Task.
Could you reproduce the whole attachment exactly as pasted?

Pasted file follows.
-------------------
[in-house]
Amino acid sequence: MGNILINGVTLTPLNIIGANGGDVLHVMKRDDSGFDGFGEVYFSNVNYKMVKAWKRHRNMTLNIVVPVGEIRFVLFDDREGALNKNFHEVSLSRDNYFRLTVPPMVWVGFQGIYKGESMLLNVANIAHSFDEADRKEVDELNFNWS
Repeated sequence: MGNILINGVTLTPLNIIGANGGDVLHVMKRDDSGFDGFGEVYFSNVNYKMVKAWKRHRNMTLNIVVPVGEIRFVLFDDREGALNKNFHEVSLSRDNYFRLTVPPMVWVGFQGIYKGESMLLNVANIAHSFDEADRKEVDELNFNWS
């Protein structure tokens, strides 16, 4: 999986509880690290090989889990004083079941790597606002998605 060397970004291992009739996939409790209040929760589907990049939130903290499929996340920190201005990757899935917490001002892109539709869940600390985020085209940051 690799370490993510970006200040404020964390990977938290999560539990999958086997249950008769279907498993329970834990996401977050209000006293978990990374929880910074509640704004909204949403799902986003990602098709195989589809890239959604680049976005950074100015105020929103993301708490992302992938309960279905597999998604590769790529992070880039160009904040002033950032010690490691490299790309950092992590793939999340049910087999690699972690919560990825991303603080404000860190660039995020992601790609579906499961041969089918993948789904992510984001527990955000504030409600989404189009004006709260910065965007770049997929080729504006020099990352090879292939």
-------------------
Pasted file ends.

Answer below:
[in-house]
Amino acid sequence: MGNILINGVTLTPLNIIGANGGDVLHVMKRDDSGFDGFGEVYFSNVNYKMVKAWKRHRNMTLNIVVPVGEIRFVLFDDREGALNKNFHEVSLSRDNYFRLTVPPMVWVGFQGIYKGESMLLNVANIAHSFDEADRKEVDELNFNWS
Repeated sequence: MGNILINGVTLTPLNIIGANGGDVLHVMKRDDSGFDGFGEVYFSNVNYKMVKAWKRHRNMTLNIVVPVGEIRFVLFDDREGALNKNFHEVSLSRDNYFRLTVPPMVWVGFQGIYKGESMLLNVANIAHSFDEADRKEVDELNFNWS
């Protein structure tokens, strides 16, 4: 999986509880690290090989889990004083079941790597606002998605 060397970004291992009739996939409790209040929760589907990049939130903290499929996340920190201005990757899935917490001002892109539709869940600390985020085209940051 690799370490993510970006200040404020964390990977938290999560539990999958086997249950008769279907498993329970834990996401977050209000006293978990990374929880910074509640704004909204949403799902986003990602098709195989589809890239959604680049976005950074100015105020929103993301708490992302992938309960279905597999998604590769790529992070880039160009904040002033950032010690490691490299790309950092992590793939999340049910087999690699972690919560990825991303603080404000860190660039995020992601790609579906499961041969089918993948789904992510984001527990955000504030409600989404189009004006709260910065965007770049997929080729504006020099990352090879292939």